When Tony Bennett went cross-country from Washington State to Virginia this summer, he was really known for two things: slowing down the offense and, by doing so, improving its efficiency. Those two things have certainly happened, but Bennett has brought more to the table - intensity and coaching acumen, to be specific - and now Virginia is a surprise team and an NCAA tournament contender.
I already reviewed the ramifications of looking past a good UVA team, so I'll let that speak for itself, but just to reinforce the idea: if Maryland jumps ahead to a huge Duke game, the Cavs are good enough to make them pay for it.
But before we get ahead of ourselves, I'll note that the two things Bennett was really known for - a slow pace and a good offense - have made the trip to Charlottesville with him. The Cavs have the slowest tempo in the ACC and one of the slowest in the country, which contrasts heavily with Maryland's run and gun style. UVA has reached 80 points just 3 times this season; Maryland's done it on 13 occasions.
The effects of tempo should be forefront in Maryland's mind - when the pace of the UNC game slowed, the Heels crawled back into it. When they got out in transition, they broke the game wide open. Whichever team is able to make the game conform to their style - halfcourt sets for UVA, fast breaks and transition for Maryland - will hold a significant advantage. I wouldn't be surprised if Maryland took an almost Clemson-esque approach to this one, with aggressive man defense and the occasional press.
To the other major strength of Bennett - offensive efficiency - is also present. UVA has a top 50 offense nationally, nearly never turns the ball over (first in the ACC in turnover percentage), and is pretty good shooting the rock - 39% from deep, 75% from the line.
UVA has ridden those two factors to some surprising wins: they beat a good, ranked-at-the-time UAB team, dropped Georgia Tech, beat Miami almost as badly as Maryland did, and topped UNC and N.C. State easily. They aren't setting the world on fire, but they're a legitimate bubble team that can do some damage, and that's a monumental achievement for Bennett given their standing at the beginning of the year.
The Hoos offense
mostly almost entirely runs through Sylven Landesberg (18 ppg), their 6-6 SG from New York - he's the only player in the ACC that takes more of their team's shots than Greivis Vasquez. He's a fantastic player that specializes in taking players off the bounce and scoring in the lane, on the drive, and from the stripe. He can shoot from outside, but doesn't do it a ton (he's only taken 34 shots from deep on the year). Thanks to his speed, size, and handles, defending him is always difficult.- limiting him will be an obvious key. He's entirely capable of torching teams offensively, just like he did against UNC, dropping 29.
But Landesberg, despite seeing significant improvements from an already solid last season, can't do it all on his own. If that was the case, the Hoos would've been a lot closer to the ACC tournament last year. They're contending this year, and a major reason why is an improved supporting cast. If Landesberg is UVA's Vasquez, Mike Scott is the Cavs' Landon Milbourne. The two aren't dissimilar players, although Scott tends to hang around the post more than Milbourne and is more of a pure 4. But the real similarity resides in their roles: Scott, like Milbourne, is the second option to a dominant guard, averaging 13 points a game, and an important factor on the glass, leading the Cavs with 7 a game.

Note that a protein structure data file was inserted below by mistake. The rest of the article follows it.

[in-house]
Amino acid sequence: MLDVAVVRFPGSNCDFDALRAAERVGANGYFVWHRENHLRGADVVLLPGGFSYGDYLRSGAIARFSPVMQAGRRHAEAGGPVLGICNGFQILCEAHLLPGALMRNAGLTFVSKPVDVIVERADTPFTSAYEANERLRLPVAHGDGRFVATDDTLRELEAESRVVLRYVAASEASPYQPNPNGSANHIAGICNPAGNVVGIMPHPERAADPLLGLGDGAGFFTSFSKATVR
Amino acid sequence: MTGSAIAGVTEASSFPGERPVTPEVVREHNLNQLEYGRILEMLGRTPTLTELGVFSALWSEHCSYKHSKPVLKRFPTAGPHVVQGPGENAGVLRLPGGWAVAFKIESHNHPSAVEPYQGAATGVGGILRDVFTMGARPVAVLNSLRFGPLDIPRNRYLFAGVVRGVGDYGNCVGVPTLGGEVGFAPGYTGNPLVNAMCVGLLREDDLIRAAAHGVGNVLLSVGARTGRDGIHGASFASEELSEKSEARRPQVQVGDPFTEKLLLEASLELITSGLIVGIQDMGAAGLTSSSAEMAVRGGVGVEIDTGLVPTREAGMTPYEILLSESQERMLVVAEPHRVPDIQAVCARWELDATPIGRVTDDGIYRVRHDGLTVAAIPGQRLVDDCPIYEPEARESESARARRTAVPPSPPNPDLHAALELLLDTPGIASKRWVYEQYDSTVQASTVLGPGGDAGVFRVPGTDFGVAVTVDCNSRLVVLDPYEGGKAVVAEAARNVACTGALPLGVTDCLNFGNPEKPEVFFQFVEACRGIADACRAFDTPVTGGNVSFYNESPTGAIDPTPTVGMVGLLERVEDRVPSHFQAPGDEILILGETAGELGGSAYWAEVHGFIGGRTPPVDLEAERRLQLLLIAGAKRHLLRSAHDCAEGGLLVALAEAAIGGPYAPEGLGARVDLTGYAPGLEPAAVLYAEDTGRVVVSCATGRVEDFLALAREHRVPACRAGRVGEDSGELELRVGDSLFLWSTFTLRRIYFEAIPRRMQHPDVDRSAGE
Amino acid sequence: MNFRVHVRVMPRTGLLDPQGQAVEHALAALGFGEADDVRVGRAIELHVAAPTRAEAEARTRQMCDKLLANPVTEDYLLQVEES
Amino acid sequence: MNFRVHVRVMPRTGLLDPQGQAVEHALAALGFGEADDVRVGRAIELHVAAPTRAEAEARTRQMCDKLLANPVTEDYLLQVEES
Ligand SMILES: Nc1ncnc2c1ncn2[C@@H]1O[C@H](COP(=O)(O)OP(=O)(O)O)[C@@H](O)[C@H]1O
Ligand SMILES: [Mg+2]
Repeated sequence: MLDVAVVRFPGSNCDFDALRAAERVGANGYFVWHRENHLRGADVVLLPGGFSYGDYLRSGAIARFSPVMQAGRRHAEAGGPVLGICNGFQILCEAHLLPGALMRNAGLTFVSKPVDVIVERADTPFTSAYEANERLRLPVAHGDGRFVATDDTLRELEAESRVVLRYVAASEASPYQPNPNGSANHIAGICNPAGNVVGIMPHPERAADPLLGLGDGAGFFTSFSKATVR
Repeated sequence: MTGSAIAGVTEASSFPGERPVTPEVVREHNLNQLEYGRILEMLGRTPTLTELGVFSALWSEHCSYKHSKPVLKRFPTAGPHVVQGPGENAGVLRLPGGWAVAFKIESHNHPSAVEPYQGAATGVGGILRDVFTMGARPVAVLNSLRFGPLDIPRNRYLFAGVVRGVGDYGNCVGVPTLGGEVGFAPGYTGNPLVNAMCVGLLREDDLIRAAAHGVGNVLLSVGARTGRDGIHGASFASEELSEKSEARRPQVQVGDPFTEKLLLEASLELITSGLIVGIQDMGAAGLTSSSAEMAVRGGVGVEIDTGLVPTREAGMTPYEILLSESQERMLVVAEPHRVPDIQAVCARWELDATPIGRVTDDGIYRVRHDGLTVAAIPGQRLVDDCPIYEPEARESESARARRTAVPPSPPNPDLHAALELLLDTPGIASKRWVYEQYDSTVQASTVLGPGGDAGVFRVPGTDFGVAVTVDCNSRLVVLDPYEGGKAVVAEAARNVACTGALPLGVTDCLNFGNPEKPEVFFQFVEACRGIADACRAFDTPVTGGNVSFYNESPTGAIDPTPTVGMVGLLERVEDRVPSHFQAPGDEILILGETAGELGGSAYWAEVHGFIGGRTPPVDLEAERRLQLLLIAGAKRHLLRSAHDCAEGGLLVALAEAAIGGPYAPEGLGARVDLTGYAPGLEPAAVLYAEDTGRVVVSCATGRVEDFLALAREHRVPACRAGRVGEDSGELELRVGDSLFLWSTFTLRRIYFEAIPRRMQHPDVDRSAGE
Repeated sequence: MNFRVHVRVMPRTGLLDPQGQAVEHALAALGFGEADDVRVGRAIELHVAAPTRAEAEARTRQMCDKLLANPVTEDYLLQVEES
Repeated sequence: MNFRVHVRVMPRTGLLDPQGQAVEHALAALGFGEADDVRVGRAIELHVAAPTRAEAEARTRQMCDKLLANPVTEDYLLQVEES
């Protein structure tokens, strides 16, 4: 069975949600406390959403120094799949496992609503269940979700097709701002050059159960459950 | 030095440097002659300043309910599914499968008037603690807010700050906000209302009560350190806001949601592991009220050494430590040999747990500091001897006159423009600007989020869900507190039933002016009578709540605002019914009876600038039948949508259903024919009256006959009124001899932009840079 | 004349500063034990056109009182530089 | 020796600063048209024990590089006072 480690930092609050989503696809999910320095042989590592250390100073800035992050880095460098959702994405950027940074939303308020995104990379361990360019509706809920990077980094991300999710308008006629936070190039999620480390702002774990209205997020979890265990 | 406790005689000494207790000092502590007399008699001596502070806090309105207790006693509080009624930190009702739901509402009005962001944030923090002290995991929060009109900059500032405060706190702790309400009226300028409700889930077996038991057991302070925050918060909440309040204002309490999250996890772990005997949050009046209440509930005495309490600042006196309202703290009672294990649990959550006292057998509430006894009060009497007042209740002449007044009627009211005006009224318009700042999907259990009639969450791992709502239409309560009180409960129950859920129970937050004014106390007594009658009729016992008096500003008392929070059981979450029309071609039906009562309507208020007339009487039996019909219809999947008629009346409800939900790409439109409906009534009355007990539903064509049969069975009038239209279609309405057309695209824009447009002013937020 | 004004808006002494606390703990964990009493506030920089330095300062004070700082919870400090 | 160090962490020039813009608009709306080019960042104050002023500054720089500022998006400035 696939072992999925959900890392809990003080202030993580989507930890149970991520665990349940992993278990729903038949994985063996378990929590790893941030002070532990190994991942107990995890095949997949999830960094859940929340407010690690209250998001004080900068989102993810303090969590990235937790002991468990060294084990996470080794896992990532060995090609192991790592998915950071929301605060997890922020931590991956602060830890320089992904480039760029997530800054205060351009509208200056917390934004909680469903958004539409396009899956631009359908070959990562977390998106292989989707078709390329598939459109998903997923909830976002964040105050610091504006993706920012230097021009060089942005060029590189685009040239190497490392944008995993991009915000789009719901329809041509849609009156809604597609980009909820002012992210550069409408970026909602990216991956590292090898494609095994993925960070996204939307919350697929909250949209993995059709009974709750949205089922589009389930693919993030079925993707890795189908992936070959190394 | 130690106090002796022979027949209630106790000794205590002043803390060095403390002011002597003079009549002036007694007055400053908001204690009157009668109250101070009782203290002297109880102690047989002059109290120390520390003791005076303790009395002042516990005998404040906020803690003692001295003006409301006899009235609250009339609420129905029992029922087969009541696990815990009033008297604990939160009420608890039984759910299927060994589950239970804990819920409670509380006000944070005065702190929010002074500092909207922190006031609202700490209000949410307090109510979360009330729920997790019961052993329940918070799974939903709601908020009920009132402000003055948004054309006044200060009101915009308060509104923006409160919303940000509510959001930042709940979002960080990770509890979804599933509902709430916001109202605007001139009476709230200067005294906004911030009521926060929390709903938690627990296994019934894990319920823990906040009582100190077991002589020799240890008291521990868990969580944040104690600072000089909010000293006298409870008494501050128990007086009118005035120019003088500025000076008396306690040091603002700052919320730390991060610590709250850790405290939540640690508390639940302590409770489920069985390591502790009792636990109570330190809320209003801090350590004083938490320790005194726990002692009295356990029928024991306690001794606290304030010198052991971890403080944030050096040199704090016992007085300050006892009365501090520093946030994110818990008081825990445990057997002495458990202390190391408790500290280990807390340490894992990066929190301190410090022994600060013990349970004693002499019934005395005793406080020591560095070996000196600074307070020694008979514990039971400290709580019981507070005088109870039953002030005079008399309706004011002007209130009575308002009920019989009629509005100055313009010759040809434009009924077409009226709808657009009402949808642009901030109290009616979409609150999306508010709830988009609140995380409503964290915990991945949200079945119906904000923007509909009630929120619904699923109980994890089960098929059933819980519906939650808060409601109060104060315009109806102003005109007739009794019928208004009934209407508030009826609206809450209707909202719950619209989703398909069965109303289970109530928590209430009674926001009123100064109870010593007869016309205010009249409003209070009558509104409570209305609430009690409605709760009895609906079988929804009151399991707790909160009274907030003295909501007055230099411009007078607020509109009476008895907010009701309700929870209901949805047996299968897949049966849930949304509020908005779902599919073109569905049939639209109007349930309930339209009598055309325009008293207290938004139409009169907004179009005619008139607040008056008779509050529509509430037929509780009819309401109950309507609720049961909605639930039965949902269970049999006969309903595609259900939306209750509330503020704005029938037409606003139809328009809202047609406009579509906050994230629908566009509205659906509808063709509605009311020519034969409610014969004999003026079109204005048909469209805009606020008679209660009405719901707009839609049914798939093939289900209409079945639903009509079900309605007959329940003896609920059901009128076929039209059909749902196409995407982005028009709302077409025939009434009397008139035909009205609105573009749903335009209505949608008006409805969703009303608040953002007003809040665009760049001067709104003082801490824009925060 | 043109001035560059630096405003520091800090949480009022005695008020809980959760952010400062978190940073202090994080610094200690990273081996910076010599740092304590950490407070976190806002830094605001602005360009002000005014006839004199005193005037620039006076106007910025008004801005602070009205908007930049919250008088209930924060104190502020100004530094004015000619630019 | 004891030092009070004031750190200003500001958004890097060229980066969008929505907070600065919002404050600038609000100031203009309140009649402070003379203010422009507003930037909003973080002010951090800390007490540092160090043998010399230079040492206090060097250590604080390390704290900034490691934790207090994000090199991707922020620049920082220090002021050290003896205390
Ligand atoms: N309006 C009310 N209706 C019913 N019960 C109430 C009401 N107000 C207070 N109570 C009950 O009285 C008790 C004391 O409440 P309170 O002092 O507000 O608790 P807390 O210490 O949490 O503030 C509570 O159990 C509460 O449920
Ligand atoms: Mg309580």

Landesberg has more help on the wings, too, with Mustapha Farrakhan and Sammy Zeglinski taking their games up a notch. Farrakhan (about 7 points a game) has a Cliff Tucker-esque consistency level, but when he's hot he can hurt a team. He provides athleticism and quickness more than anything else, but he's a microwave scorer in many respects, too. Zeglinski (10 points a game) mans the PG spot for UVA, and is the main deep threat - he's taken nearly twice the 3s of anyone else on the team, and shoots 44% doing it. A guy like Jeff Jones - yes, the former Maryland commit - holds a role similar to Farrakhan's as an energy scorer providing quick offense off the bench, and that's something they simply didn't have last year.
For the first time in ACC play, Jordan Williams will actually be the best big man in the game. UVA leans on seven-footer Jerome Meyinesse, but he's raw and more of a decoy than anything else. Despite his great size he only grabs 4 boards a game, and he rarely shoots outside of putbacks and dunks. Assane Sene is a high-potential big man, but he rarely sees more than 12 minutes a game, and has been underwhelming after high expectations. Maryland hasn't had a post advantage in an ACC game in two years, but they have one here.
I'll go more in-depth on gameday, but I'm not feeling too bad about this one at the moment. The Hoos are a good team, but Maryland is hot. The only caveats would be overlooking UVA or the possibility that they control the tempo and slow the game severely. As long as that doesn't happen, a loss would be surprising.